Motley Fool contributor Rich Smith has no position in any stocks mentioned.
The Monster in the Closet: Economic Horrors and Scary Movies
The 5 Best States to Buy a Home -- If You're a Banker
If you thought this classic horror movie was about a haunted house, see if this scenario sounds familiar: An idealistic young couple buys a home that sounds too good to be true. Once they're mortgaged to the hilt, problems start to crop up. They can't leave, they can't stay, and an unseen evil force starts to tear their family apart.
Filmmakers have used zombies to symbolize everything from faceless corporations to the inhumanity of the military industrial complex. In this early offering (and, to a lesser extent, in its remake), it isn't particularly hard to figure out the greater symbolism of a bunch of mindless, shambling zombies swarming into a shopping mall.
Speaking of mindless shambling, "Shaun of the Dead" used the same conceit to symbolize office work.
Everybody remembers Janet Leigh's death scene in the classic slasher flick. What they forget, though, is why she ended up in the Bates Motel in the first place: She was on the run after stealing a small fortune from her employer. As for the motel itself, it was facing hard times because the recently-unveiled highway drove away business.
For a funnier take on a similar story, you might try taking a peek at "Auntie Lee's Meat Pies", which manages to brilliantly combine cannibalism, serial murder and Pat Morita.
Forget ghosts and ghouls: Few things are scarier than asking the bank for a loan. But in this Sam Raimi-directed flick, the tables are turned as a young loan officer turns a deaf ear to a seemingly feeble gypsy woman trying to borrow some money. Needless to say, all hell breaks loose.
On the surface, this 1981 classic is the tale of super-evolved wolves preying on New Yorkers. Scratch a little deeper, though, and another story emerges: The tale of wealthy Manhattanites preying on poor people in the Bronx, then being themselves preyed upon by wolves. In other words, NYC in the 1970s was truly a dog-eat-dog world.
If you want another fix or two of class-based horror, check out "CHUD" and "Street Trash," both of explore the plight of New York's invisible homeless.
Sure, Stanley Kubrick's 1980 horror film is all about telepathic kids and haunted houses and elevators full of blood. But one of the first bits of fear and tension occurs in the hotel manager's office, where Jack Torrance, a recovering alcoholic who can't seem to hold onto a job, finds himself forced to beg for a gig as the winter caretaker of a resort hotel. Anybody who remembers the travails of searching for a job will recognize this truth: The nightmare isn't being trapped a haunted house -- it's having to grovel to get a job in a haunted house.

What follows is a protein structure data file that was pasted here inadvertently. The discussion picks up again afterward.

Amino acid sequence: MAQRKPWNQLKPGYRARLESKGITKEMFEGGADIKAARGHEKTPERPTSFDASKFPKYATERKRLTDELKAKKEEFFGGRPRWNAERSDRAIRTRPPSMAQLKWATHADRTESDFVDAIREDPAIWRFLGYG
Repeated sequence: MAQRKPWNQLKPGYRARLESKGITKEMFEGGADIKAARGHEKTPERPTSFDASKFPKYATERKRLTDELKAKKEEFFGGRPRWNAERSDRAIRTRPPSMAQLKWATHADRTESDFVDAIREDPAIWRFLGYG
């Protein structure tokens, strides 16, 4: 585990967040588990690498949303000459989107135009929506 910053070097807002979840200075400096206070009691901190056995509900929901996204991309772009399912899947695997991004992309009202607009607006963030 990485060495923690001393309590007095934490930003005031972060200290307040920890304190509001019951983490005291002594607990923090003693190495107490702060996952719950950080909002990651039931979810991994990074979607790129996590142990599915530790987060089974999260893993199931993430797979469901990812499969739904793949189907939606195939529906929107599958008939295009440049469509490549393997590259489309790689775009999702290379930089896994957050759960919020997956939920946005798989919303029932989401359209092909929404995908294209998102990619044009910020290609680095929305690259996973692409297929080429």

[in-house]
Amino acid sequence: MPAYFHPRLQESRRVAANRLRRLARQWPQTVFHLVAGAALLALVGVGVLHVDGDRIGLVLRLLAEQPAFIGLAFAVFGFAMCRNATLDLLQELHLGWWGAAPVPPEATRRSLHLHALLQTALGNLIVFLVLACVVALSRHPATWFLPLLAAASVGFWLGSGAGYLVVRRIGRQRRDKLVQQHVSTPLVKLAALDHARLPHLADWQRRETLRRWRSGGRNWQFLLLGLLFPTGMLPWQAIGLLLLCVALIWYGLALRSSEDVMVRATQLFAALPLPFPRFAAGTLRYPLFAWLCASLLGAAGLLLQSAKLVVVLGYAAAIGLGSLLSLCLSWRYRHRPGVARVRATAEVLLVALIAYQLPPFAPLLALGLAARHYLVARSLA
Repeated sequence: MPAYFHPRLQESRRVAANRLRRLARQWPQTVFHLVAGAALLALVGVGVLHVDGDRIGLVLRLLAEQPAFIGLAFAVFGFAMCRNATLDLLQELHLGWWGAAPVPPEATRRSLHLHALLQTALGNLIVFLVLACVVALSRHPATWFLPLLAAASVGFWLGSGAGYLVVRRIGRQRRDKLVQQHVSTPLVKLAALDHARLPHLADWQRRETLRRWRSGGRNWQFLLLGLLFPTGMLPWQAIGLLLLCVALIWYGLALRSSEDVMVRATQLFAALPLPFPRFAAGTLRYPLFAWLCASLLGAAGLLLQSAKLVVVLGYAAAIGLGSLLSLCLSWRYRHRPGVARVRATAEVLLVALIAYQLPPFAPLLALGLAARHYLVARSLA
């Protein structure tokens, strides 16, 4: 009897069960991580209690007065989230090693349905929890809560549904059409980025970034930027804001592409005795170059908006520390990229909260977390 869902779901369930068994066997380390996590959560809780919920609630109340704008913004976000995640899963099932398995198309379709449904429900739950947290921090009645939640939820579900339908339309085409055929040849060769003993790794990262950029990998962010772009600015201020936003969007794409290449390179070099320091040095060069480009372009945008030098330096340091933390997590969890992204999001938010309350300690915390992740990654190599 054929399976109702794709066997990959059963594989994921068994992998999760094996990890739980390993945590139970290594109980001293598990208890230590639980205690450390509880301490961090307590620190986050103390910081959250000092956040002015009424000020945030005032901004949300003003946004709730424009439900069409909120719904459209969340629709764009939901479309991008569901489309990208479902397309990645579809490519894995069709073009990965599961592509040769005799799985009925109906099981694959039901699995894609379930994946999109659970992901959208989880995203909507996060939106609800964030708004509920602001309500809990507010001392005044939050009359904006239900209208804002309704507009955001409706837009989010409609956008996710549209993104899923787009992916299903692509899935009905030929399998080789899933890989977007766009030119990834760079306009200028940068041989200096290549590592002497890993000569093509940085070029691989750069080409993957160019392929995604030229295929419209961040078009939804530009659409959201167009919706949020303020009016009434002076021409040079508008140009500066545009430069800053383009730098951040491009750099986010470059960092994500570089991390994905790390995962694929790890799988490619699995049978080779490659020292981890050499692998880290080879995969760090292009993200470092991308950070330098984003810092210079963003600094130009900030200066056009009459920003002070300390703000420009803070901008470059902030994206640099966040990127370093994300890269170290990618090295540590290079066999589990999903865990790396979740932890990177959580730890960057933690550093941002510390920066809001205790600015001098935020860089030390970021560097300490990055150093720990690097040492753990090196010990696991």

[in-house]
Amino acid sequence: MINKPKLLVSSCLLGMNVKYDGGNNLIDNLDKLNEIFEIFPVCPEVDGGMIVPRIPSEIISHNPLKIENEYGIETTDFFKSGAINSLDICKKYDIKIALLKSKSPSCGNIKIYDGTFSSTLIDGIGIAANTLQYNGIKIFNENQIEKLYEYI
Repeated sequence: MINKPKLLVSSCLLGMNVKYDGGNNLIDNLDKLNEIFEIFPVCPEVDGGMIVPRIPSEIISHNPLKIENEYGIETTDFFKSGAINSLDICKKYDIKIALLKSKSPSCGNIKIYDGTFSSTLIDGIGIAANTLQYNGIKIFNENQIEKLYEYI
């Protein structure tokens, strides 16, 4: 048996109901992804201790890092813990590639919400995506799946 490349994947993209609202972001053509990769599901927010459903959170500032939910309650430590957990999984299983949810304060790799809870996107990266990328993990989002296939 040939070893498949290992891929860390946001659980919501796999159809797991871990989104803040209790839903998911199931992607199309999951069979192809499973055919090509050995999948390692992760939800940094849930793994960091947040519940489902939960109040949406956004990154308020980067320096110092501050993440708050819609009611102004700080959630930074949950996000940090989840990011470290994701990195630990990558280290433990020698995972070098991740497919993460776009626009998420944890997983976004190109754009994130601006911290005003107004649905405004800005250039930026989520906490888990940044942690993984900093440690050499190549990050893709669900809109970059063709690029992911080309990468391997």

Angus Scrimm's Tall Man character is one of the more unnerving monsters in filmland: Not only does he steal the bodies of the dead, but he also steals the souls of towns. As Reggie and Mike travel cross country, it isn't hard to pick up his trail -- they just have to look for boarded-up stores, deserted streets and abandoned homes. Of course, for 1988 audiences facing the effects of outsourcing, the monster emptying out their towns was a little harder to explain.
For another take on the "monsters-as-suburban-economics" metaphor, take a peek at "Poltergeist." Between the unethical developer who didn't bother to relcoate a graveyard and the mindless TV that saps your soul, the Tobe Hooper classic manages to hit a host of cultural touchstones!
A whole subset of horror films is dedicated to rural families living off the land ... and the miserable travelers who happen across their path. It isn't hard to see why it might be an attractive premise: After all, there's no lack of people clinging to the bottom rung of the economic ladder, and it isn't hard to imagine that they may be one paycheck away from having to make their own clothes and hunt their own meat. What happens afterward ... well, that's where it gets really ugly.
If you want even more tips on living off the land (and curious teenagers), you might check out "The Hills Have Eyes," "Wolf Creek" and "Mother's Day." For a funny take on the same premise, try "Tucker and Dale Versus Evil."